I put out the bat call on Sunday afternoon. "Would love some help with the ponies as I hitch them to a stoneboat for the first time!" Kelly showed up to find out what the heck a stoneboat is. But we safely harrowed the pasture and took the stoneboat for a short ride. The main trouble was that I literally got my lines crossed (then sorted out). Another issue is Dolly biting her little brother Duke. Not many tractors have HR problems.
What do great horned owls, tiny goats, and a toothbrush all have in common? They conspired to test my dedication to oral hygiene, aided and abetted by the sagging pocket on my Carhartt jacket. Hearing owls almost every evening, I know I need to tuck the baby goats into their coop at night. I do this as late as possible so they can get a good meal before bed. So when I stagger out there just before bedtime, and struggle with the awkward door while squirming goats leap up to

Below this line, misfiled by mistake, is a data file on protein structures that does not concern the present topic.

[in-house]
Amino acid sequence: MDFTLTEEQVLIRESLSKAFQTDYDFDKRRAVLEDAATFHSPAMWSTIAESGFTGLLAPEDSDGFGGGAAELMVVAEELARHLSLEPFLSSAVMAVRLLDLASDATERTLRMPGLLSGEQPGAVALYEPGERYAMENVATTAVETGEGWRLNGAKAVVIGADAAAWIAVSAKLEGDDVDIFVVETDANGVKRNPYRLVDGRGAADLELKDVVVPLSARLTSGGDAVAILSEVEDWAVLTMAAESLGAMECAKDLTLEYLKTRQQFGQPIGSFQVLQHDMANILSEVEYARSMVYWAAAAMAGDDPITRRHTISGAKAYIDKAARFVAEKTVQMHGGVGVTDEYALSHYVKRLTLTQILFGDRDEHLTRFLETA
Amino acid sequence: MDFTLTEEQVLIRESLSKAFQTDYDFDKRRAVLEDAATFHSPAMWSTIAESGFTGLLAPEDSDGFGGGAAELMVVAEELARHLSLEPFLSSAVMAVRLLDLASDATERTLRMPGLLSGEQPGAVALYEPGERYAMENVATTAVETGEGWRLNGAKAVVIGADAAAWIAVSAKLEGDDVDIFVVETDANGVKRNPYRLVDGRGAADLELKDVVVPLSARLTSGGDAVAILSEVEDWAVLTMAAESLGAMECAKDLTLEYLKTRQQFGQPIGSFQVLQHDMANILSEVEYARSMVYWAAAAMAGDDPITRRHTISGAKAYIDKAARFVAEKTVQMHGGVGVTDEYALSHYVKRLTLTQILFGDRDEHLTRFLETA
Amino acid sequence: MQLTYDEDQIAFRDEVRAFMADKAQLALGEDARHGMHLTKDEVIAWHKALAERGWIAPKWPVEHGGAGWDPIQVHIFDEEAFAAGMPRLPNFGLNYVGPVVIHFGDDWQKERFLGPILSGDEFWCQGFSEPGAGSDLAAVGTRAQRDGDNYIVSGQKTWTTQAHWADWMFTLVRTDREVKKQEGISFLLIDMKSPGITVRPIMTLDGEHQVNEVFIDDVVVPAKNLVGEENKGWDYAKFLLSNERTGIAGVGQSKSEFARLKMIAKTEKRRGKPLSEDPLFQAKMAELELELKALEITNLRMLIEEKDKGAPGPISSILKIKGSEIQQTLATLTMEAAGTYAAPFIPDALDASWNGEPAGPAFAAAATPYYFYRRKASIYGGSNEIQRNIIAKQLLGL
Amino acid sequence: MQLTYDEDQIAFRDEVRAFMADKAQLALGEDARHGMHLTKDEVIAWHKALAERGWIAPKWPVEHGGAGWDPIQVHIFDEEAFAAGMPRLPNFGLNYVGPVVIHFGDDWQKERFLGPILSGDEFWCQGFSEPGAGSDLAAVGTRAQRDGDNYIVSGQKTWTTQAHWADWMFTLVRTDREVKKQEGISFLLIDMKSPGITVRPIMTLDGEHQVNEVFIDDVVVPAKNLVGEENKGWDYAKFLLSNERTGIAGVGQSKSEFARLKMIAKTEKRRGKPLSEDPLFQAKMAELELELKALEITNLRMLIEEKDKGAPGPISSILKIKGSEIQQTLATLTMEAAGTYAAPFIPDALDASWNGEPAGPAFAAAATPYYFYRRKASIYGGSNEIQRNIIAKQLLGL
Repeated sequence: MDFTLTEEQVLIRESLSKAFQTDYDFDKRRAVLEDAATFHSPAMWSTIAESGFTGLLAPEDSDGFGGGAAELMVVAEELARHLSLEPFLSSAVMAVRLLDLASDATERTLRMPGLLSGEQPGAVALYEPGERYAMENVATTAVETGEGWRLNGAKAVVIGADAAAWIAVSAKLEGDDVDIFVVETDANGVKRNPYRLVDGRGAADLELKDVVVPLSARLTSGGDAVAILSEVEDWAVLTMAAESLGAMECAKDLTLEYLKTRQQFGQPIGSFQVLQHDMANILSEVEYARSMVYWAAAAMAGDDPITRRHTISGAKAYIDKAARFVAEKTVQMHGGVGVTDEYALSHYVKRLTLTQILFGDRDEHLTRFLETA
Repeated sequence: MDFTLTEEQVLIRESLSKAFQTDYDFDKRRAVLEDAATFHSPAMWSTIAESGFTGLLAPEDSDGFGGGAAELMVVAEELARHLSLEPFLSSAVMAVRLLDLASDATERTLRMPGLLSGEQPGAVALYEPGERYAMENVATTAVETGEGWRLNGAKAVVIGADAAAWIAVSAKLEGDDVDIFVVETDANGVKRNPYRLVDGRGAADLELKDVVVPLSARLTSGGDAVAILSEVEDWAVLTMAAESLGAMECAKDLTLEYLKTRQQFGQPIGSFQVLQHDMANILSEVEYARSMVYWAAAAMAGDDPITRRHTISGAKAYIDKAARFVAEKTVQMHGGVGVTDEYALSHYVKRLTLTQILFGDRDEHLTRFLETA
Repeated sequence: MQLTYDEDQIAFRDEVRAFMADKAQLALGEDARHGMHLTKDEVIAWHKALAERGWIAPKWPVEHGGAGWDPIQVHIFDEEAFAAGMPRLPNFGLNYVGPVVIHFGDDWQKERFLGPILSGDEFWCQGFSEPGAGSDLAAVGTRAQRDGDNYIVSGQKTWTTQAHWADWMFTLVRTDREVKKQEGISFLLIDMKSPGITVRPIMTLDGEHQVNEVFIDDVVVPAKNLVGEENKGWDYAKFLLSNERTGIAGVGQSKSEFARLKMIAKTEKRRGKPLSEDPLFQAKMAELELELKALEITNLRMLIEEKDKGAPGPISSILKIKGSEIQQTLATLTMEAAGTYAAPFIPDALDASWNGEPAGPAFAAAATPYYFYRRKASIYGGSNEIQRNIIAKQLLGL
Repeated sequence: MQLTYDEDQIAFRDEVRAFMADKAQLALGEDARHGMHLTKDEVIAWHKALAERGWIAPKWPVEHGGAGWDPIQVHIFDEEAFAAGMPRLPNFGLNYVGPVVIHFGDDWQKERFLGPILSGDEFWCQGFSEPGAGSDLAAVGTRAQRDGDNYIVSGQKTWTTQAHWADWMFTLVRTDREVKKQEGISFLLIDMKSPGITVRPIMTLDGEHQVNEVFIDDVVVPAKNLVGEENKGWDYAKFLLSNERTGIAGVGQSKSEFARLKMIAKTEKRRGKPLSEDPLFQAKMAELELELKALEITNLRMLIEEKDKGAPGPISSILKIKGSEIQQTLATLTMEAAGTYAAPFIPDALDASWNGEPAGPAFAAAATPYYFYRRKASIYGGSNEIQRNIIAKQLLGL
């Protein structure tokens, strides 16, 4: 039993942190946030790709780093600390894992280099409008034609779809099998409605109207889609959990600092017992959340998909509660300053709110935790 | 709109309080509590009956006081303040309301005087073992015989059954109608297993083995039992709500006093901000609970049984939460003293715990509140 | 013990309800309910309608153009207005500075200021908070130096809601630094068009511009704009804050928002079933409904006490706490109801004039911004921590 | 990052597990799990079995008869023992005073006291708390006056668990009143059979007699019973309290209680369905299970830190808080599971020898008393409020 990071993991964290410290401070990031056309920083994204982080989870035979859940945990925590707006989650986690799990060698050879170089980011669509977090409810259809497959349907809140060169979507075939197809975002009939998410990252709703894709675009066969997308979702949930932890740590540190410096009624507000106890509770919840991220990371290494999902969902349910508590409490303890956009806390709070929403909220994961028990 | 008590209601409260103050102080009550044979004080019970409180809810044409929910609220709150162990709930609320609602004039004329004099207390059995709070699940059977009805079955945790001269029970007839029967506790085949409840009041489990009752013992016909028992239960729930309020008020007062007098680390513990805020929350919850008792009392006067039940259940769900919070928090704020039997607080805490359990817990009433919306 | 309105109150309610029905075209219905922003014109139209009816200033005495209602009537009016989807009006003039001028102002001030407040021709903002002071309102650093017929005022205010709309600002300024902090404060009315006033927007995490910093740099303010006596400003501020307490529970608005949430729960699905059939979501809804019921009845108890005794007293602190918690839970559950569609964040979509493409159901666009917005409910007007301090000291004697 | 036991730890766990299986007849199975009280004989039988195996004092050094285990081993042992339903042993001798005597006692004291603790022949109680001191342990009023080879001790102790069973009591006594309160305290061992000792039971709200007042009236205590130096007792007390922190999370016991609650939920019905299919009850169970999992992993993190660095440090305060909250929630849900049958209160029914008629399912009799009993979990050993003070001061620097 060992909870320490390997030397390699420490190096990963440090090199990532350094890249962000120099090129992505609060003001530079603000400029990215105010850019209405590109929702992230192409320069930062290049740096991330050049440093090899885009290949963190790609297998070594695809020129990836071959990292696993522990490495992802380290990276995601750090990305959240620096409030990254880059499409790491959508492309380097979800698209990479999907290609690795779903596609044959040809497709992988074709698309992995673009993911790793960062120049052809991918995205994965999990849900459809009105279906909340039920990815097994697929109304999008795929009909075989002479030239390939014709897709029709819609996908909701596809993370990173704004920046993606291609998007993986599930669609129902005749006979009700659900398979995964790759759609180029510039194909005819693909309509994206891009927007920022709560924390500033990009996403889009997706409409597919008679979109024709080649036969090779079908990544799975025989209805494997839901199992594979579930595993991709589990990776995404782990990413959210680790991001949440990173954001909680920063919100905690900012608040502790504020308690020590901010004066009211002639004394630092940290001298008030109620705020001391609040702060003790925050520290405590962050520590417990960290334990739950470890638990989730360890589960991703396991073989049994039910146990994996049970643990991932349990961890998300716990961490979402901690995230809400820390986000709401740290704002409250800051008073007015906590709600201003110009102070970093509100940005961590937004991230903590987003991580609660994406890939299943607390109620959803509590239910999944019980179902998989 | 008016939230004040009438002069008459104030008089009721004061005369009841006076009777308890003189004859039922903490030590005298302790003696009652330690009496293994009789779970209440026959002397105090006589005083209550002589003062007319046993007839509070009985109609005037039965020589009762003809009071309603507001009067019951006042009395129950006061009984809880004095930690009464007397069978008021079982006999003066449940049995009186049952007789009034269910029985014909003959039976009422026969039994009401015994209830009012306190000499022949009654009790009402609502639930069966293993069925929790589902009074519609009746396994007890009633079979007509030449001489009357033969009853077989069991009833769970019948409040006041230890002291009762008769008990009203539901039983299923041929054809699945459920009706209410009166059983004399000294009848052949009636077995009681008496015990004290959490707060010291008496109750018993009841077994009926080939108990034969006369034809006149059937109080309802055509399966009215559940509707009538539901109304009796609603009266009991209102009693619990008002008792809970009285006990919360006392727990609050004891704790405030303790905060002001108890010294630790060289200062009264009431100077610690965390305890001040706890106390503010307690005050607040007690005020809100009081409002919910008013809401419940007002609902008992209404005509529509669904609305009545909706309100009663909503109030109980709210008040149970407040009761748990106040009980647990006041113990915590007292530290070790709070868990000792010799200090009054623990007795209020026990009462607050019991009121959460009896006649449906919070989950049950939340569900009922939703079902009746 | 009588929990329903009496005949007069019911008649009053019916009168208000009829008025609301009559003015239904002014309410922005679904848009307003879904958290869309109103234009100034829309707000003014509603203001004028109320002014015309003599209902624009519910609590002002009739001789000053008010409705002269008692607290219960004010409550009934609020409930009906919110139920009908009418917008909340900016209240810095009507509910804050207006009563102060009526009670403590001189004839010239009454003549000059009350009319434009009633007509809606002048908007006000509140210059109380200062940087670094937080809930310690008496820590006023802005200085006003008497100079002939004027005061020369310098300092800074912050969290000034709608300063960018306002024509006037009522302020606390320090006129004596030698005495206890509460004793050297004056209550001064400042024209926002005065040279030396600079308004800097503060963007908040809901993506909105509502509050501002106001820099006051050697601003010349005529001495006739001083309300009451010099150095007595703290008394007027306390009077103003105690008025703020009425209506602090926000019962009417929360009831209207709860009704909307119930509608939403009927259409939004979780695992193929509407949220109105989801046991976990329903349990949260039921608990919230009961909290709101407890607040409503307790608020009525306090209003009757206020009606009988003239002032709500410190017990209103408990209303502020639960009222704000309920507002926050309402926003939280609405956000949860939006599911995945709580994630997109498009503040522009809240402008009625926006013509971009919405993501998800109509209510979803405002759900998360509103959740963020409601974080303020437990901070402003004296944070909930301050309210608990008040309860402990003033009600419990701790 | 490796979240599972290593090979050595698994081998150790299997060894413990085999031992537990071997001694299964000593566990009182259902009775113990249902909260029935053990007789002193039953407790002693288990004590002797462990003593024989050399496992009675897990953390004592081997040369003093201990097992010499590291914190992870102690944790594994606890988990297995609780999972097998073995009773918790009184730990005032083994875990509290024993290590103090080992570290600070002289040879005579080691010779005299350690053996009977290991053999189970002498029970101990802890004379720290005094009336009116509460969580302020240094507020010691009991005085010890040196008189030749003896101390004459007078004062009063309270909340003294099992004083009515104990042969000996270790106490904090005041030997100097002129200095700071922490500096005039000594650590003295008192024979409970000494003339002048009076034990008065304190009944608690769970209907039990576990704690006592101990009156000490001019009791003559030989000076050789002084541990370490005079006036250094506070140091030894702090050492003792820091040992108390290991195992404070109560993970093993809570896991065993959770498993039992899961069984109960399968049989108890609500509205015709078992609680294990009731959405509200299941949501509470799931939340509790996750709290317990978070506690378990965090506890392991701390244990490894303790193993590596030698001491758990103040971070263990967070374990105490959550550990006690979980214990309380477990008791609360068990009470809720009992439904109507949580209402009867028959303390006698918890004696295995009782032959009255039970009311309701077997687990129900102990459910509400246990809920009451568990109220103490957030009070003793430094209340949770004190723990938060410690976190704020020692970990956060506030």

Prologue: A dozen people had asked me to alert them when the goats were giving birth. Did they really want to see a birth? Just know when they could visit newborn kids? I should have asked. First Act: Pumpkin looks like she might go into labor: pawing, mumbling, looking distracted, wanting to be comforted. I text the goat-watching group and spend the night in the barn. No kids appear. Repeat for another night. Except this time people have taken me up on my offer to sle
I took the 5-year-olds to the big-leaf maple where Bob put in 4 spiles last week. We get several gallons of sap a day, and the sunny afternoon had the sap dripping into the collection jar. The kids were entranced. They dripped sweet sap into their mouths. They filled cups and argued about whose tube was flowing fastest. We thanked the tree and listened to the gurgle of approaching spring.